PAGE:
Do you remember when the U.S. launched 988, the simplified number to access the national Suicide and Crisis Lifeline? It was the summer of 2022. The program offers 24/7 free and confidential counseling services and mental health resources—operated by a network of about 200 local, independent crisis centers—by dialing 988 through phone, text or chat. But its promise of a quicker, more seamless crisis response across the country is still a work in progress.

Congress gave states $1 billion to build out the 988 hotline, amid nationwide concern over worsening mental health, with the expectation that states would establish their own own long-term funding to operate call centers and crisis services. But, Axios reports, those efforts have been uneven, contributing to significantly lower response times in certain states. As with much of the health care system, the level of crisis services available to people depends greatly on where they live.

But it’s not just a money problem. There’s also the issue of awareness: A survey from Pew Charitable Trusts reveals that only 13% of the public knows about 988’s existence and its purpose. Also, states have to set rules around 988 services and coordinate among agencies and local officials. In Nevada, 64% of 988 calls were answered locally last month, well below the national average of 89%, according to federal data. Response rates in Illinois and Alaska were also below 70%, while they were in the low 70s in Arkansas, Colorado and New Jersey, too. The goal now, it seems, is to integrate 911 and 988 services to encourage more accurate and locally-based responses.

You Can Renew Passports Online (Again)


The State Department reopened its renewal portal just in time for a busy summer of travel

The State Department on Wednesday began testing an updated online passport renewal program, according to a State Department spokesperson. You might recall that the service was tested a while back (I actually renewed my passport online using the program), but it hasn’t been available for more than a year.

The program will begin by accepting a small number of online applications each day, with that limited number gradually ramping up as time goes on to ensure the State Department “can track any issues that arise and address them quickly and continuously improve the experience for the American people.” For now the program is available only for routine renewals, not expedited services.

While the department said in December that processing times for passport applications had returned to pre-pandemic levels, the beta rollout of the online renewal program comes during a busy summer travel season. Applying online does not guarantee a faster processing time, but it does mean skipping some lag time of sending your application by snail mail.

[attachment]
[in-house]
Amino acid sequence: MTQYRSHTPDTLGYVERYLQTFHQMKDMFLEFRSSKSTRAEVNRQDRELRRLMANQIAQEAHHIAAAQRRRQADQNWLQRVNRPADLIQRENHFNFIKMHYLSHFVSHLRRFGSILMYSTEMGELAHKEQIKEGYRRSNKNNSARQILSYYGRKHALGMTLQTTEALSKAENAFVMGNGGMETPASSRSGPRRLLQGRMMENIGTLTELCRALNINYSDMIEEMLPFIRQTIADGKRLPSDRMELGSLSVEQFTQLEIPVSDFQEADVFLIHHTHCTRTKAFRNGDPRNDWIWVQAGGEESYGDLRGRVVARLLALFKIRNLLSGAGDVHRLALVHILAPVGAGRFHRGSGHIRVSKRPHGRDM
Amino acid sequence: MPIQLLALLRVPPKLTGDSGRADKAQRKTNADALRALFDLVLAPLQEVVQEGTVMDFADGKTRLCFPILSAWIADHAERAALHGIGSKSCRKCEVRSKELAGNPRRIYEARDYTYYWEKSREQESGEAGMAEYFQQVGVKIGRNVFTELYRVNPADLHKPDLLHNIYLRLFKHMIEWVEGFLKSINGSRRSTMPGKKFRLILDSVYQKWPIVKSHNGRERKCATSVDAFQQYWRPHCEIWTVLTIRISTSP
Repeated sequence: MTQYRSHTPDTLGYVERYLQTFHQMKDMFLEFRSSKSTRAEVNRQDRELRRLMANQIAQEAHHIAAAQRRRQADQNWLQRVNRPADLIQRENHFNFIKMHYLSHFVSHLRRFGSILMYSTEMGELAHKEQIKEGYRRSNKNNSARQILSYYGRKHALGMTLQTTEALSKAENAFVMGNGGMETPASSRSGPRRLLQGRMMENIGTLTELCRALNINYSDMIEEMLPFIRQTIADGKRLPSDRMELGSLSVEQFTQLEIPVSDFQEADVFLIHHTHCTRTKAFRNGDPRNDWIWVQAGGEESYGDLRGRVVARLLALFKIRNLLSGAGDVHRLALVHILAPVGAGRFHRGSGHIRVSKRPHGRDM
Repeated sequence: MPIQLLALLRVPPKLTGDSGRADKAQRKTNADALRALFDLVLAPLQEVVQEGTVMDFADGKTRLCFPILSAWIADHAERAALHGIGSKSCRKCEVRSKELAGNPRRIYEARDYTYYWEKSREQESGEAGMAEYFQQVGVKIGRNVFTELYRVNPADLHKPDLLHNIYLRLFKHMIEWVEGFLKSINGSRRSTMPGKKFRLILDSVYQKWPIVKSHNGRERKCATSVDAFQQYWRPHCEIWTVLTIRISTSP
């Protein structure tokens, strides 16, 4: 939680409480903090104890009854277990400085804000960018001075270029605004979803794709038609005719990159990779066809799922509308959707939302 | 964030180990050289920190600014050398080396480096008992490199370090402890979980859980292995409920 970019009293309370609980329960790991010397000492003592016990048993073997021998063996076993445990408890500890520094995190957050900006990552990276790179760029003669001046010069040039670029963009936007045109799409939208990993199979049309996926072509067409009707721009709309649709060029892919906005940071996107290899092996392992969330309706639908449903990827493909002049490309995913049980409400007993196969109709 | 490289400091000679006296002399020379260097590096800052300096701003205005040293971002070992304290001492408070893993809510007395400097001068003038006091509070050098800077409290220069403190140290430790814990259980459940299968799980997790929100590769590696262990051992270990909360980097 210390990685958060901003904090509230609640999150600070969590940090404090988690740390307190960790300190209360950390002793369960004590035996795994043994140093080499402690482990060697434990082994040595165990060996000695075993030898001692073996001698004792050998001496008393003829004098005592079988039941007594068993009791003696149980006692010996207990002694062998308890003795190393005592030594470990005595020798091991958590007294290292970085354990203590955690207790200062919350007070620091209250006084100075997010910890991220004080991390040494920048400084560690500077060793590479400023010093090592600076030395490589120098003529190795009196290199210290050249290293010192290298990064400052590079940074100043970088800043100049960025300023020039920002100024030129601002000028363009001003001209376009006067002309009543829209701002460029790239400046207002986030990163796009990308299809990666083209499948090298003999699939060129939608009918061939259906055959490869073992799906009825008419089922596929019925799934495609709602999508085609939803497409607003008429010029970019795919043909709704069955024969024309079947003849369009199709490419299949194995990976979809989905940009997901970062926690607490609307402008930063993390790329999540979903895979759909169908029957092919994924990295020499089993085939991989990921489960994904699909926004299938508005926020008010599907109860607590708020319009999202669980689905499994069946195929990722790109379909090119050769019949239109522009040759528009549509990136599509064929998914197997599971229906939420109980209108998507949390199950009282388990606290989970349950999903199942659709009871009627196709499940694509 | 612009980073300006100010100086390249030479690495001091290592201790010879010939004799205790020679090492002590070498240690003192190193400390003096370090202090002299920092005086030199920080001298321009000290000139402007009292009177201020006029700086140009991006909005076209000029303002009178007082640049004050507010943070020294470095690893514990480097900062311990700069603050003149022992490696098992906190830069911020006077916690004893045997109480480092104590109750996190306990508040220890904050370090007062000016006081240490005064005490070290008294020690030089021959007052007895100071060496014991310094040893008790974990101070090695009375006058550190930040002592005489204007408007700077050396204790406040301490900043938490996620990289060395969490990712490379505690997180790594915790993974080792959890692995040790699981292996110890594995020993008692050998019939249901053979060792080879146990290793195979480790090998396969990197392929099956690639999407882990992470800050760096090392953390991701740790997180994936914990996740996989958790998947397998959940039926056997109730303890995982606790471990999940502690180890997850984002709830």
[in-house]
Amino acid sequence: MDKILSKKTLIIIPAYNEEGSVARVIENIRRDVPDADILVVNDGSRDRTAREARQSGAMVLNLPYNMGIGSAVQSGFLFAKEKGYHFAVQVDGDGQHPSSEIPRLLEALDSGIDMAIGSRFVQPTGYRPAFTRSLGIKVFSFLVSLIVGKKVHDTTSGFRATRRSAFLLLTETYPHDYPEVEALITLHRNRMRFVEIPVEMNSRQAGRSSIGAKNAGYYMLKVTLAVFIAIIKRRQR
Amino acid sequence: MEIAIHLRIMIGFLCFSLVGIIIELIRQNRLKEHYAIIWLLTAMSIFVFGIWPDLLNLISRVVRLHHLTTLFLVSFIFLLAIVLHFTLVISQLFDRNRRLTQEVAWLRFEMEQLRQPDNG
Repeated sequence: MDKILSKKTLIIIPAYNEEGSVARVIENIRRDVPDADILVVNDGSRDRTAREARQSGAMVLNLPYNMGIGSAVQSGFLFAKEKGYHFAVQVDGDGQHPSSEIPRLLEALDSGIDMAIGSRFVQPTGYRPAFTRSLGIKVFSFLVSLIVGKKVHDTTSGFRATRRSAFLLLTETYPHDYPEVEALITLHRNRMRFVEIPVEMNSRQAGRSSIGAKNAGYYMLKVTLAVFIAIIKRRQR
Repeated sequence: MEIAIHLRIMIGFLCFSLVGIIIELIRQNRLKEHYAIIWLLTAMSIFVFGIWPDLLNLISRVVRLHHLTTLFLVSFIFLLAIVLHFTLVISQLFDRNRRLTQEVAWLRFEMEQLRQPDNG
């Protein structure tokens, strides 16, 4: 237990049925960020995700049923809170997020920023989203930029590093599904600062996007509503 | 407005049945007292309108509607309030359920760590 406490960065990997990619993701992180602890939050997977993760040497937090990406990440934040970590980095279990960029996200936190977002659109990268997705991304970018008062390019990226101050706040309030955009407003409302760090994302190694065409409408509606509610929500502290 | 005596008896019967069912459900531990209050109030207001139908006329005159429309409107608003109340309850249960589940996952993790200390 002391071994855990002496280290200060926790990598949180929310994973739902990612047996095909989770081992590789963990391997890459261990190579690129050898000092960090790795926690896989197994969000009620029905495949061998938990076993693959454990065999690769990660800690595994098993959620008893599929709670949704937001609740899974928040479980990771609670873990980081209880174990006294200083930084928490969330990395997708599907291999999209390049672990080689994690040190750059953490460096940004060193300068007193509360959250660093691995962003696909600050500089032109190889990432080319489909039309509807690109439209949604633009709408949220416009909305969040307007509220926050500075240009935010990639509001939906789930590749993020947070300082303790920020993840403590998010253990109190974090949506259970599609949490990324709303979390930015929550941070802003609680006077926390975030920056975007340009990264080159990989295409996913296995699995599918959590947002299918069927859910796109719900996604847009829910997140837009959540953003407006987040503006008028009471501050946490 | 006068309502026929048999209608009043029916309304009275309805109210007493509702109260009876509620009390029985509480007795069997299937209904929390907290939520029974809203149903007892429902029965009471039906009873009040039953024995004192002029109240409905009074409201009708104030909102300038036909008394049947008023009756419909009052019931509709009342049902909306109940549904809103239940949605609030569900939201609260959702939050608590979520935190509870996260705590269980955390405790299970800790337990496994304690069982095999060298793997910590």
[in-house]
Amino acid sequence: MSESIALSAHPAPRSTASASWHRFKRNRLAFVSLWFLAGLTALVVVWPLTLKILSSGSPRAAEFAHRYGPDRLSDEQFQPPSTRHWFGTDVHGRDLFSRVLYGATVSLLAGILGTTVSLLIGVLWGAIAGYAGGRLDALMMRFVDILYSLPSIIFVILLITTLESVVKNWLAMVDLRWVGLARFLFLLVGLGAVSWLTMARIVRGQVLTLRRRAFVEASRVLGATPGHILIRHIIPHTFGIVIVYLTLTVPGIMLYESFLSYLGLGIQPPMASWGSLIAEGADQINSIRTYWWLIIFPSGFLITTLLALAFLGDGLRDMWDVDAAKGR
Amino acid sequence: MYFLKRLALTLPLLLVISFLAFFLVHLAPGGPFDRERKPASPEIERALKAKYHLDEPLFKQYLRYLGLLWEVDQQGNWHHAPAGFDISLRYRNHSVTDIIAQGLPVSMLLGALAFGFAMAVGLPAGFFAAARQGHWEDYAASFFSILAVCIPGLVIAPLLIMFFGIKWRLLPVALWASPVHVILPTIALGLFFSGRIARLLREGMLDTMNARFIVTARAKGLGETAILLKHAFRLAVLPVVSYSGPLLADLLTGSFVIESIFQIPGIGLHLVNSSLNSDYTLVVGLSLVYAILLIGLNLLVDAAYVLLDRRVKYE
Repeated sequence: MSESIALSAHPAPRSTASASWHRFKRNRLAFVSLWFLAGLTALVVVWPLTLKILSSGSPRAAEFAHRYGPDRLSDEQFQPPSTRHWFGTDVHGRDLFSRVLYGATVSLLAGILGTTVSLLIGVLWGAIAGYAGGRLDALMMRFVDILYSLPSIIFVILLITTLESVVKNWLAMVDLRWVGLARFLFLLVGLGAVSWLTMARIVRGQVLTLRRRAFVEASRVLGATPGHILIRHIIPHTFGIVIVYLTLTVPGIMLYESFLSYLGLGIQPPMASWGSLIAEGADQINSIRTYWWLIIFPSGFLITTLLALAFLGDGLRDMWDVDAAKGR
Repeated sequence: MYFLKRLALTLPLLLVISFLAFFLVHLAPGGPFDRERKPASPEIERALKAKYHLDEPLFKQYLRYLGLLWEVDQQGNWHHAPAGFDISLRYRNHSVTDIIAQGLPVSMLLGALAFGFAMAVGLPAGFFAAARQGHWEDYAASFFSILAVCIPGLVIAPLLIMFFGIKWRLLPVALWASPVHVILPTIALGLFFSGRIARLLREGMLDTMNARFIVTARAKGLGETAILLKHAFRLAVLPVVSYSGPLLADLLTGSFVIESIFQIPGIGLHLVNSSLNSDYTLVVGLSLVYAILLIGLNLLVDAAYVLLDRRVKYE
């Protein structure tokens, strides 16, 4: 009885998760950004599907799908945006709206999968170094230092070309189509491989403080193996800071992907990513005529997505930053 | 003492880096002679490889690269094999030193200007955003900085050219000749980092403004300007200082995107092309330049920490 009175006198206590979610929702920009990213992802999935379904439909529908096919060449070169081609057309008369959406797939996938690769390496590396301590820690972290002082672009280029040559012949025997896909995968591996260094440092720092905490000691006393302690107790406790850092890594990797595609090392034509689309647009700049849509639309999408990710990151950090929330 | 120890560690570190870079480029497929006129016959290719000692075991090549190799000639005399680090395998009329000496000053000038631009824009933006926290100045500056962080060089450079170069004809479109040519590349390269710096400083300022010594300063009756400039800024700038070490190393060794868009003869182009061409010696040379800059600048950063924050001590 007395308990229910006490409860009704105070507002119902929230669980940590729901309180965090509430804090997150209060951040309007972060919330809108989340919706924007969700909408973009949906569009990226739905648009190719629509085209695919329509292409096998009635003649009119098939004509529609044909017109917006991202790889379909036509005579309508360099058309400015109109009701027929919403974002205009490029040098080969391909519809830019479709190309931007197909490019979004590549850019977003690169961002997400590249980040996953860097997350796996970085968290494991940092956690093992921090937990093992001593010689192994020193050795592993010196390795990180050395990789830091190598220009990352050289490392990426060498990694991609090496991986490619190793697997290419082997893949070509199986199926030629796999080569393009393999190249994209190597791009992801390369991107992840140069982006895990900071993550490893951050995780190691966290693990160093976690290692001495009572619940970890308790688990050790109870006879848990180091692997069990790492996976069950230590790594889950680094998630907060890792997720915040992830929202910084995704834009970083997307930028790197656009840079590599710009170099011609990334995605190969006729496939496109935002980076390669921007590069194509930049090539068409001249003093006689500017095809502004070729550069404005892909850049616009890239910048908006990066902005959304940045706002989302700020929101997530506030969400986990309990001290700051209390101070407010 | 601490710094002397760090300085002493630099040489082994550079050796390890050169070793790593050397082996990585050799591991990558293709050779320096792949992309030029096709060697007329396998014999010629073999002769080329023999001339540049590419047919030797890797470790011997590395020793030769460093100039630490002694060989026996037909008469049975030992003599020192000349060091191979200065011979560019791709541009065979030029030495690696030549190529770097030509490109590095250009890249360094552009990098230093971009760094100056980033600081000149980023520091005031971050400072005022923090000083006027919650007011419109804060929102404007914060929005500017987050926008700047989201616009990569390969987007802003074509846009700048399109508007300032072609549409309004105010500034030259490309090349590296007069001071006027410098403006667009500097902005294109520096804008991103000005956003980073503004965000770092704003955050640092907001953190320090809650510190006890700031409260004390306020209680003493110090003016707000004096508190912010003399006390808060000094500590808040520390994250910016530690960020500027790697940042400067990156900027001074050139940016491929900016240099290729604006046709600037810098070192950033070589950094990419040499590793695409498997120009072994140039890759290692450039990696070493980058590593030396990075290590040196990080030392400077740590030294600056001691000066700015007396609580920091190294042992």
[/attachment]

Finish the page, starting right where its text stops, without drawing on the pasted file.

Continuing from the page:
Eligible applicants must be 25 or older, live in the United States or one of its territories and hold a passport issued between 2009 and 2015.


A Booze-Free Buzz


WYNK is a sparkling canna-beverage that offers a bubbly, delicious dose of THC


As the culture shifts towards a more mindful lifestyle, the demand for non-alcoholic beverages is on the rise and one of the most exciting developments in the NA space is canna-beverages. Yeah, we’re talking about cannabis-infused drinks. And one of the best is WYNK, a hemp-derived 1:1 THC:CBD zero-calorie seltzer. Offering a light and bubbly buzz that lasts around 90 minutes and typically begins within 15 minutes of consumption.

Legality is dependent on which state you live in, of course, but WYNK is perfectly legal in 38 states. Winner of the High Times Cannabis Cup People’s Choice Award, the drinks not only offer a buzz that is light and social, but the drinks themselves are tasty and refreshing. Available in Black Cherry Fizz, Lime Twist, Tangerine and Juicy Mango—each is infused with natural flavors without any sugar, they offer a whole lot of pleasure without any of the guilt or hangovers the next day.



What We’re Buying


Shorts on sale


Summertime calls for plenty of comfortable and stylish shorts. You can't have too many, right? So you'll want to make sure you save money in order to get a good variety. The nice thing is right now, you can find plenty of quality pairs for not much money. In fact, we rounded up a few of our favorites, which are all on sale. So grab a pair (or two) before they sell out.

A Great Deal:
Fatigue short, $305 / $168 by Engineered Garments

Morning Motto

Don’t put it off.


Do the hard thing first. The cold water doesn't get warmer if you jump late.